Category Archives: Summer and Vacation Programs

Elephants and the Eameses: Our Own Take

Last week, Melissa Fitzmaurice and her students explored the work of Charles and Ray Eames. Campers and counselors drew inspiration from the designs of these modern builders to create their own whimsical array of colorful houses, warped furniture, solar-powered do-nothing machines, and elephants.
Students then broke into groups to study and pay homage to the many films made by the Eameses and their descendants. These showcase the Eames’ best-known inventions, and the Museum’s most beloved. Please enjoy the finished product:

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Eli Whitney Museum’s Rube Goldberg

Eli Whitney Museum: Rube Goldberg Video

Click on the link above to watch footage of this summer’s class Rube Goldberg: Chain Reactions Big and Small work together to construct a relay in the spirit of making connections.

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Eli Whitney Museum Kayaks and Kudzu Craft


The Museum’s 12 ft skin-on frame kayak class was featured yesterday on the Kudzu Craft website.  The class used Kudzu plans, artificial sinew and skin for these kayaks.  One of the highlight’s of the summer.

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Aeromodelers Flying at Quinnipiac University

The Aeromodelers from the EWM Summer Program flying their planes at one of the intramural athletic fields at Quinnipiac University. They had a blast.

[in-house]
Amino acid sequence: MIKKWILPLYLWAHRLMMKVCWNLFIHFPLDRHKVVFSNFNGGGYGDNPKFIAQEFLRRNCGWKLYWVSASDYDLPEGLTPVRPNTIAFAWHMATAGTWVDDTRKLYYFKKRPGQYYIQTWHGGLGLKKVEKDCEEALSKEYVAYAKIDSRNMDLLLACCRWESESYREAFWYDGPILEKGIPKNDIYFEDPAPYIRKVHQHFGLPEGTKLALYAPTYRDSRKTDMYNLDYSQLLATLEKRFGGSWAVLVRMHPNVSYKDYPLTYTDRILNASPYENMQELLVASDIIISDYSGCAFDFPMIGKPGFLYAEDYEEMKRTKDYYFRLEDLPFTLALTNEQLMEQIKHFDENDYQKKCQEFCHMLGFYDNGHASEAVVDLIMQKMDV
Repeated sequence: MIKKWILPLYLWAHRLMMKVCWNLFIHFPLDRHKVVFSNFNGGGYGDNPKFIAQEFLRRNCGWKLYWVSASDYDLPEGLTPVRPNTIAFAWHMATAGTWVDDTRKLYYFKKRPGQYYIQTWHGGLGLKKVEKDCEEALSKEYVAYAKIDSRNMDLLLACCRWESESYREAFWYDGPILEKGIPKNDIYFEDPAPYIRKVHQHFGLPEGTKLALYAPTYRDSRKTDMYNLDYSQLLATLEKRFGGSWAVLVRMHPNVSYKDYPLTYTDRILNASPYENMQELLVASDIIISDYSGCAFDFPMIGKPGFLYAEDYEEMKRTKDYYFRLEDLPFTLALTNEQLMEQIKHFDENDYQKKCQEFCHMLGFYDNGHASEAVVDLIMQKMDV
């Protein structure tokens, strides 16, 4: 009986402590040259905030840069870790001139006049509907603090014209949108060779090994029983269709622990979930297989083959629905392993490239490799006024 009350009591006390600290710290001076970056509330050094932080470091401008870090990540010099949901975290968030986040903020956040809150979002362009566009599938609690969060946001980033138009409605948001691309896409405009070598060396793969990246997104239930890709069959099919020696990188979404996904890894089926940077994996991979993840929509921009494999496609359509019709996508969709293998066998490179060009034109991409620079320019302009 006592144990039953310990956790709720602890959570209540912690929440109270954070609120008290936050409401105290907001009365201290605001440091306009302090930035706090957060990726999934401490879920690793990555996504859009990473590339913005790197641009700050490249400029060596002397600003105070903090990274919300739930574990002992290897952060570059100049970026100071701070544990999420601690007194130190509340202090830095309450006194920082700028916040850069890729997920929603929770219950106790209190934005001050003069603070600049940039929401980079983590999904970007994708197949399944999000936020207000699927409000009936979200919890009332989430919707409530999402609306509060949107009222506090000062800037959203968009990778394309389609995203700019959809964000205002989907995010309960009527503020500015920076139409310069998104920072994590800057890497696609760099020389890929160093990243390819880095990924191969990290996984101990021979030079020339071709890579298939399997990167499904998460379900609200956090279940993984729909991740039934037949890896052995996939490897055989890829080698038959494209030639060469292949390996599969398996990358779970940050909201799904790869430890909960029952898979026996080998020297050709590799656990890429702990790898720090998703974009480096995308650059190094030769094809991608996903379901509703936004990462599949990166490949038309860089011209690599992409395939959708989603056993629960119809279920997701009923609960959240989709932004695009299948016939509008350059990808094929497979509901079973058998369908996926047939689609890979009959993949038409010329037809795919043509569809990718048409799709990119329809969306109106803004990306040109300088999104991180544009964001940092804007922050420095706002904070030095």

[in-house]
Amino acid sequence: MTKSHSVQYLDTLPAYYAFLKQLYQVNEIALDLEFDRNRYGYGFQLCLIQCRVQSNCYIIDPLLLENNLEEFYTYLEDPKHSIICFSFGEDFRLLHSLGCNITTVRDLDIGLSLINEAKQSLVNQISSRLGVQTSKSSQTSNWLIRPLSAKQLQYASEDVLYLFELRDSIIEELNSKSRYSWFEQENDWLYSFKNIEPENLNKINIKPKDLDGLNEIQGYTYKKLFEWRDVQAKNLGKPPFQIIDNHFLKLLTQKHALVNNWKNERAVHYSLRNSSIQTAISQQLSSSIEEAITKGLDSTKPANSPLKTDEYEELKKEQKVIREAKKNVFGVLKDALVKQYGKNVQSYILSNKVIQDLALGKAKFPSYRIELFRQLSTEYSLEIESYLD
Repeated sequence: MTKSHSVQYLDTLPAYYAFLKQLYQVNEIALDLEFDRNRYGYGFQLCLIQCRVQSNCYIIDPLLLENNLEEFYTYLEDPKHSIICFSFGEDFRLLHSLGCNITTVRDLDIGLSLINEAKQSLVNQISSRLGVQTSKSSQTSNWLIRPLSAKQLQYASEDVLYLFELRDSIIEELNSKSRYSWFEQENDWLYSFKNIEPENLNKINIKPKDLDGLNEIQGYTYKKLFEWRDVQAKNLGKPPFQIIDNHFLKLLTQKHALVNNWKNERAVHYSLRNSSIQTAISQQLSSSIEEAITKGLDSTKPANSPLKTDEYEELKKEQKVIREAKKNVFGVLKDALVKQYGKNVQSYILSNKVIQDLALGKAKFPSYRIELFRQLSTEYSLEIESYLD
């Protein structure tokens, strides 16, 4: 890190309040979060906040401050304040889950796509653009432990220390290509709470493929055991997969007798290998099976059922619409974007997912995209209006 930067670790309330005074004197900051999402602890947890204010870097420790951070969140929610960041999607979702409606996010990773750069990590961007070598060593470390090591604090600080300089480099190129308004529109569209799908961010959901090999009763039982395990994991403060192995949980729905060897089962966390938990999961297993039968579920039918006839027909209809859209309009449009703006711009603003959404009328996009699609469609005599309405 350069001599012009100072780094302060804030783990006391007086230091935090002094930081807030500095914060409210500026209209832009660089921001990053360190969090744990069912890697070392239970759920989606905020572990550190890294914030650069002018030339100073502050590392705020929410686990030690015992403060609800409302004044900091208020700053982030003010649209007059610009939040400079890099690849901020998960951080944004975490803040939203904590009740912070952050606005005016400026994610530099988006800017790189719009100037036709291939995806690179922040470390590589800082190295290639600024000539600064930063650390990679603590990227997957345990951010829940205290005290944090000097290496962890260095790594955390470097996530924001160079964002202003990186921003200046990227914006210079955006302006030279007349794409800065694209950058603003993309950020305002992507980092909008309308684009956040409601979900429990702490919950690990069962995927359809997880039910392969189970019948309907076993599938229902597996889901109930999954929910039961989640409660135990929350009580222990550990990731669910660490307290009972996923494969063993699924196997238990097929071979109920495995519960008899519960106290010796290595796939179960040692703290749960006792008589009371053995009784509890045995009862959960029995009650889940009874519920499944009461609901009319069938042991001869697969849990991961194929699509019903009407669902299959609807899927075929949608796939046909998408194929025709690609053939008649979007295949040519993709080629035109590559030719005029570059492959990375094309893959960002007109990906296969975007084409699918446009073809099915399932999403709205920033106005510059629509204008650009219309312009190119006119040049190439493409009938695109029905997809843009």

Thank you QU!

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Hacking Neil Downie

Comments from the Hacking Neil Downie Workshop at the Eli Whitney Museum July 16-20, 2012.

Based on chapters from The Ultimate Book of Saturday Science Neil A. Downie, Princeton University Press (c) May 2012.  Page numbers are references to this book.


Nathan: We need big carrots.

Sally: Why?

Neil Downie’s Carrot Cannon (page 3.)

Sally: Yeah, well when you hit someone in the eye, don’t bring them to me.

Nathan: Hey, I thought carrots were good for eyes!

Motor Brushes (page 112.)

We made a classic mistake.  We created a propeller unit to put on top of “Doogals” we have made for three years.  It worked beautifully. The ones we made today, not so much.

Parker turned off the propeller on our demonstration model to demonstrate that it was already a superior “vibrobot”: well balanced and turned. It was important to make the Motor Brush work well first, then add the propeller. English propellers may be more efficient than the inexpensive American ones we use.


Josh B missed Monday and dragged himself in Tuesday still with a terrible cough.

Josh said: It’s just not a week I would ever miss. Cough. Cough.

To which everyone responded: Hacking Neil Downie.

Hacking: (American) to make innovative adjustments or applications, of established ideas or technology, understanding something that works by taking it apart and putting it back together.

Smooth-Wheeled Steamer (p 117)

Terrific fun.  And a reminder that most of us need more practice at balancing boats.

Telestrings (p 182)

A brilliant version of a device heretofore manageable only by very clever mechanics.  Thomas Jefferson designed a similar device to reproduce his signature. We will recommend the ultimate version to our friends at Monticello.